As the penultimate round of fixtures roll around, four sides remain in the hunt to take the lead in the race for the RBS Six Nations trophy.
Top-of-the-table Ireland host Italy in their fourth match, and on the back of a 13-10 defeat by England last time out, Joe Schmidt’s side will be looking to get back to winning ways as they look to maintain their place in top spot.
Meanwhile, France travel to Scotland as they look to quickly forget their 27-6 defeat against Wales. It was a match that highlighted France's inability to respond in the second period, with all six points scored in the first 40 minutes.
It's a make-or-break affair at Twickenham as Wales travel to London. With both sides recording victories last time out, a win for either side would put them one foot toward lifting the trophy.
|RBS Six Nations: Round 4 Dates, Times and Predictions|
|March 8||2.30 p.m. GMT, 9.30 a.m. ET||Ireland v Italy||30-10||BBC One|
|March 8||5 p.m. GMT, 12 p.m. ET||Scotland v France||22-24||BBC One|
|March 9||3 p.m. GMT, 10 a.m. ET||England v Wales||22-20||BBC One|
|RBS Six Nations: Round 4 Table|
Can England Stop Halfpenny?
If there's going to be a man to stop in Round 4, it's going to be Wales' Leigh Halfpenny. The full-back scored five penalties and one conversion as his side demolished France in Cardiff.
Sitting with 74 points in this year's tournament, Halfpenny has made a telling contribution to his side's charge up the table and also sits at the top of the point-scoring charts, 13 points above Scotland's Greig Laidlaw.
It's Halfpenny's consistency with the boot, excellent accuracy, power and calmness in pressure situations that England will have to contend with if they're to profit at Twickenham.
As shown below, Halfpenny has proven his prowess with the boot across the field against France:
England have their own talisman, though, with Owen Farrell hitting two penalties and a conversion of his own against Ireland.
Speaking with Sky Sports, Farrell is looking to use Wales' win last year as England's springboard for success this time around:
Once the pain faded a bit after a few days, I realised it was actually a chance to improve. You watch every champion team, and they have to go through things like that to get to where they want. That's what you've got to realise, and get on with it.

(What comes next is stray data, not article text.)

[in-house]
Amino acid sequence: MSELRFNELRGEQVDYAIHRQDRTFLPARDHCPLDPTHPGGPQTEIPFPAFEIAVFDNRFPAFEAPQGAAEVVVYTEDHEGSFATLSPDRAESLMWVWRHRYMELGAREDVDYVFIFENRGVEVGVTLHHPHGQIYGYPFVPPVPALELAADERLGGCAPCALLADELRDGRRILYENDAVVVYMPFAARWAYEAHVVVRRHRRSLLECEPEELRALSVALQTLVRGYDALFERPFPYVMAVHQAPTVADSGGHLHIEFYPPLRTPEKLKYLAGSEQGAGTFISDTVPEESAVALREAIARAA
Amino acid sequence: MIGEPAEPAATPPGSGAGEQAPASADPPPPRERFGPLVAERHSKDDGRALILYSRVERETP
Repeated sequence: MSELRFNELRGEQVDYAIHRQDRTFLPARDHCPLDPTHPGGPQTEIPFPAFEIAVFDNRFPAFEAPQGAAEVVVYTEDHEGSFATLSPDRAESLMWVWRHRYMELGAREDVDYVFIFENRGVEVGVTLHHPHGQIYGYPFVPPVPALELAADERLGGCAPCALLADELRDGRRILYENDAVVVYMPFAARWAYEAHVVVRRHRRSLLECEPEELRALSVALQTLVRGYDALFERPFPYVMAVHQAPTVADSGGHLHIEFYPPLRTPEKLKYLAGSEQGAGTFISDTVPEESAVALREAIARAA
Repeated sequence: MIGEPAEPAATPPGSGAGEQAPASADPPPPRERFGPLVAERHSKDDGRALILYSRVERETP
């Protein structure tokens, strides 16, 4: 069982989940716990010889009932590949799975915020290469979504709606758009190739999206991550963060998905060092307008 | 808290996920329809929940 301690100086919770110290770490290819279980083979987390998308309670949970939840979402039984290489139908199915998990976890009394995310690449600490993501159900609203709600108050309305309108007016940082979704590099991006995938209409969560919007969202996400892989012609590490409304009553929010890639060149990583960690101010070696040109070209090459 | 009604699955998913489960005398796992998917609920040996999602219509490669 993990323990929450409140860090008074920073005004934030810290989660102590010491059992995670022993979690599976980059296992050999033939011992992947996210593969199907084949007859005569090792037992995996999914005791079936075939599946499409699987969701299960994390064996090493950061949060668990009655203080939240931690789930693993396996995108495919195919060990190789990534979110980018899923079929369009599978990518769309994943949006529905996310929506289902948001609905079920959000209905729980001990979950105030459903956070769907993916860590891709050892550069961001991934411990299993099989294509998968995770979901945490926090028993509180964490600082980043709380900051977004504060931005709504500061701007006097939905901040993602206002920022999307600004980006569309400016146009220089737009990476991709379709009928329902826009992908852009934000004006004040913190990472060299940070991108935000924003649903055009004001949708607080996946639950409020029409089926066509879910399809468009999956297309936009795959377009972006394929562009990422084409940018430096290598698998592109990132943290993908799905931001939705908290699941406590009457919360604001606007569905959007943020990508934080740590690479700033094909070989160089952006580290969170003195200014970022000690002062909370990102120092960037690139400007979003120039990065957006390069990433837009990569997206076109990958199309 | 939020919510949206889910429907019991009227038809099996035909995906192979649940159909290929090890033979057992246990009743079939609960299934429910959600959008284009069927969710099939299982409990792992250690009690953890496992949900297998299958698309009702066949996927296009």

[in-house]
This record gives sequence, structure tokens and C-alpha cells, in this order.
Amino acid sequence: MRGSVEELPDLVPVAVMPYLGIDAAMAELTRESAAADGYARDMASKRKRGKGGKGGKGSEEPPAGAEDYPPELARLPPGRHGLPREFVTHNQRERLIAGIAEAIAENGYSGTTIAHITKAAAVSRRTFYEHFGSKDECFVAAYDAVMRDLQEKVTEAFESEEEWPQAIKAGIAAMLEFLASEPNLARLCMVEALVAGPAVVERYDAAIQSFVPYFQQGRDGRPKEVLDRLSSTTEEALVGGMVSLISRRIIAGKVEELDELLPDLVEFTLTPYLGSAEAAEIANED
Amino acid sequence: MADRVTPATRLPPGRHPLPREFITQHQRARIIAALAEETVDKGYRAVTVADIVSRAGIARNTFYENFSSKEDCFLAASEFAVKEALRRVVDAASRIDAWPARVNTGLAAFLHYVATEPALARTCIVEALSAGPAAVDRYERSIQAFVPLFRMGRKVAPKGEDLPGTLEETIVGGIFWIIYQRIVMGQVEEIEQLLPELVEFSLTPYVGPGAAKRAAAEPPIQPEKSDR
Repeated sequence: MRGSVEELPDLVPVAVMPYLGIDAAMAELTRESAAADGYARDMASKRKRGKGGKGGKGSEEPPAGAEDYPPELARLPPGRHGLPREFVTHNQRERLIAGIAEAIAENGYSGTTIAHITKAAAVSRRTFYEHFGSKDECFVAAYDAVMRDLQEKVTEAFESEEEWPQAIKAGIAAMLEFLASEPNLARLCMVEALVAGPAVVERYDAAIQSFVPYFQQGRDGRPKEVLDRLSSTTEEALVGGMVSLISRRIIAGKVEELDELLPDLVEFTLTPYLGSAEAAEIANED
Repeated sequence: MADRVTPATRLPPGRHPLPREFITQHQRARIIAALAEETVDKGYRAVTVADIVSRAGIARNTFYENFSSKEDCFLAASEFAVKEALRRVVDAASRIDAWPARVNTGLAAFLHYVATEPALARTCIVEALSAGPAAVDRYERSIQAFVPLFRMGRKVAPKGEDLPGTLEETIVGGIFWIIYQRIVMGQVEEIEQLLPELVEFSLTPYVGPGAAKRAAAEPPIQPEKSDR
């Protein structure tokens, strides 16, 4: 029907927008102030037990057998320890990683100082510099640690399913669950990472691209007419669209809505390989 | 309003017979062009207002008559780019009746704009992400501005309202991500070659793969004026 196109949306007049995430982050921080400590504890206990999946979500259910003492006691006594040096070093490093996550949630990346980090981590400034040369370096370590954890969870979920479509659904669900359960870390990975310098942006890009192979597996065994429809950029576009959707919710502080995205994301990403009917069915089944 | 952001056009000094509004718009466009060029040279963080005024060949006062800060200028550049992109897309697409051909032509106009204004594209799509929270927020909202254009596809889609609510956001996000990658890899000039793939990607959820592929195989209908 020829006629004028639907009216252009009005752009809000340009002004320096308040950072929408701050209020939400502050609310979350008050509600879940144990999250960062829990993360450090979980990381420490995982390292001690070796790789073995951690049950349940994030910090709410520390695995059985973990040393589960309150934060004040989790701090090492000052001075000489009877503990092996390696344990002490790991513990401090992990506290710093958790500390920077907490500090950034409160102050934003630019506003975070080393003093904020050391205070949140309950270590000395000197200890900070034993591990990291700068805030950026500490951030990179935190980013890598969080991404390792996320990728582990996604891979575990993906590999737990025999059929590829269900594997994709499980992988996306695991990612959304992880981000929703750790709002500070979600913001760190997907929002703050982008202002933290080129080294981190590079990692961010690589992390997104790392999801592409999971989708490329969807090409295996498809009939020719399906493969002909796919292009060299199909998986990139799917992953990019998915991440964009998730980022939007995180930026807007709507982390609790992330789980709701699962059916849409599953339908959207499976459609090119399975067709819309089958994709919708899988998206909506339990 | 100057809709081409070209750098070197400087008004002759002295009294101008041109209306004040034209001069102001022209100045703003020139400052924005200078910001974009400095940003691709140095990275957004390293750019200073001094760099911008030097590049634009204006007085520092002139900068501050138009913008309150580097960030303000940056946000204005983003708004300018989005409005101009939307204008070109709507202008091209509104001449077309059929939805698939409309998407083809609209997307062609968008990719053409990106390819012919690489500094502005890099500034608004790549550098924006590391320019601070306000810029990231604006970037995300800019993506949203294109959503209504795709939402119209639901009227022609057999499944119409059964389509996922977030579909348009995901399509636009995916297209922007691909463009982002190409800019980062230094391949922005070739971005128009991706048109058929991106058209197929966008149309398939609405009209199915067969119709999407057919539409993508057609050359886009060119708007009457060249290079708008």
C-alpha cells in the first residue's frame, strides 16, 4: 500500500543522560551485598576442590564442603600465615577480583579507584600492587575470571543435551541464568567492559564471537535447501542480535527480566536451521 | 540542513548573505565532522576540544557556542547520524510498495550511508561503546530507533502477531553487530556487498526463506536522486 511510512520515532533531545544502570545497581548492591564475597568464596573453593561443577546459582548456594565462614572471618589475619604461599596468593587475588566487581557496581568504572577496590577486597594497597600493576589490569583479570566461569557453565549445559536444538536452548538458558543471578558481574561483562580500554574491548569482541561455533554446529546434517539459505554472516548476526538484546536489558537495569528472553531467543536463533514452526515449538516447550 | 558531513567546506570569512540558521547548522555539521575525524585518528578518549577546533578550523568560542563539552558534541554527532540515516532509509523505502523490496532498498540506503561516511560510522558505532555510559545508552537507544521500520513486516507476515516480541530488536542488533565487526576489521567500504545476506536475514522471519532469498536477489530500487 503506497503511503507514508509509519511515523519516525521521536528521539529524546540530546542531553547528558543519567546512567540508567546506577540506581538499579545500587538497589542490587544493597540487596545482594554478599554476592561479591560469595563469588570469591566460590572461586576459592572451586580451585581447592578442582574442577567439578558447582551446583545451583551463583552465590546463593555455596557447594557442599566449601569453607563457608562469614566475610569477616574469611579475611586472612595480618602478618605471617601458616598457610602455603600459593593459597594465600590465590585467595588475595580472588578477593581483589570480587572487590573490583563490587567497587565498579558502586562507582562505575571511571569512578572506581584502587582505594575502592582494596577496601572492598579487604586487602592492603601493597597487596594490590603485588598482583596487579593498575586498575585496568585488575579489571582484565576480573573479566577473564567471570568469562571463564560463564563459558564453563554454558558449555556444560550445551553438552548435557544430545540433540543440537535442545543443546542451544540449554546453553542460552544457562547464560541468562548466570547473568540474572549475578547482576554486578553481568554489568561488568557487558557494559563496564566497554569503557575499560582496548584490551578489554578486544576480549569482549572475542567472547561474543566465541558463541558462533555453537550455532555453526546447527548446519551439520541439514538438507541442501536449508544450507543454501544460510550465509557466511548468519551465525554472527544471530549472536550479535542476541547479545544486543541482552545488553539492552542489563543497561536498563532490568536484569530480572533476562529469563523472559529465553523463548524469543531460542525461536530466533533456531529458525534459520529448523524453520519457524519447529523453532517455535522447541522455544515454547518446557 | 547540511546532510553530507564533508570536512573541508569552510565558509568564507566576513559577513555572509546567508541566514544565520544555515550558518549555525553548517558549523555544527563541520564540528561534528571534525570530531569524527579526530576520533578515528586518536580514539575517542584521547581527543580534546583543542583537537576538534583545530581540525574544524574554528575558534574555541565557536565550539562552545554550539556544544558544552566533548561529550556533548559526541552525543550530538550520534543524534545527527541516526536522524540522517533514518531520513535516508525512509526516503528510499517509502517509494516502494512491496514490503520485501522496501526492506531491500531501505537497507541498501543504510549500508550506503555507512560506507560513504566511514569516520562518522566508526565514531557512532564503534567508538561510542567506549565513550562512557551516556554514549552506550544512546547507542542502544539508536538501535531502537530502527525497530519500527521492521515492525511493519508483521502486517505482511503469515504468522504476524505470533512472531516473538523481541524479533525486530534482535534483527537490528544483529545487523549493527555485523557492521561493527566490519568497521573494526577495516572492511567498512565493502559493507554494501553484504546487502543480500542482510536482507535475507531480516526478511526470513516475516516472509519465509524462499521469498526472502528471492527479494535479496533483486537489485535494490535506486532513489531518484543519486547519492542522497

I think that experience will help us become what we want to be, but you never want to get beaten like that again. You need to make sure that you use it to get better, then see where you are the next game, then use that to get better and see where you're at the next time.
If you look at our games since that Grand Slam loss, I think that's what we've done. But you never forget how you came away feeling that gutted.
Wales' high points haul over France showed that they will give England's back line a hard time. If the visitors look to continue the trial haul of George North, the hosts will have to hope that Halfpenny leaves his kicking boots at home.
It will be a tough match for England, with Wales in fine form. But with home advantage on their side and knowledge that Wales' last match away from Cardiff resulted in a 26-3 defeat against Ireland, it's up to England to put the pressure on and feed their own kick-king to enable a home win.
Could Scotland Scupper France's Title Dreams?
Scotland picked up their first win of the campaign last time out, with a 21-20 win at Stadio Olimpico, which saw a last-gasp drop goal from Duncan Weir steal the victory.
Weir, who had scored a conversion from Alex Dunbar's try just 20 minutes earlier, stepped up to hit between the sticks at a time when it looked all too certain that Italy's first win had been secured:
With France still smarting from their heavy defeat in Cardiff, the side will hope to get back to winning ways against fifth-placed Scotland. But with nothing to lose as the hosts go into the match, it could be Scotland who could still have an important influence in the fate of any Six Nations winner.
Luke Marshall's concussion looks set to rule him out of the match with France, as tweeted by TheScore.ie's Patrick McCarry:
But who will be key for victory for either side?
Well, Jean-Marc Doussain's ability with the boot has been influential for his side this year, picking up six penalties and three conversions across the tournament so far, and there's a fair bet that if Scotland fail to deal with France's run rate, it'll be Doussain to punish them.
Greig Laidlaw makes it four scorers to highlight in this article, and his four penalties for Scotland this year have added to Alex Dunbar's top-scoring two penalties as the side have struggled to find their feet.
But Scotland must start looking to get tries on the board, with Dunbar providing the side's total two tries in the tournament so far.
It'll be a tough match and, with more to play for, France will use their ascendancy in the tournament as a platform to see off Scotland and give opportunity to win the title.
Can Italy Match Ireland's Power?
Perhaps one of the more routine-looking fixtures in Round 4 is Italy's trip to the Aviva Stadium.
Bottom-placed Italy are without a single point in this year's competition and will be disheartened after seeing victory snatched from their grasp at the last moment by Scotland.
Meanwhile, Ireland will be looking to quickly forget a defeat of their own, after a three-point loss away to England:
Jonathan Sexton kicked twice, with one conversion and one penalty, but his side could not muster the chances to see off England, who turned the game on its head on 53 minutes.
Two kicks for Farrell saw the game won for England, but for Italy to even dream of causing an upset in Dublin, they'll have to stop two-try scorer Rob Kearney.
Italy's firepower has been non-existent so far in the tournament. With Ireland sitting at the top of the league and knowing victory would give them one foot toward the title, there will be no room for error from Schmidt's men.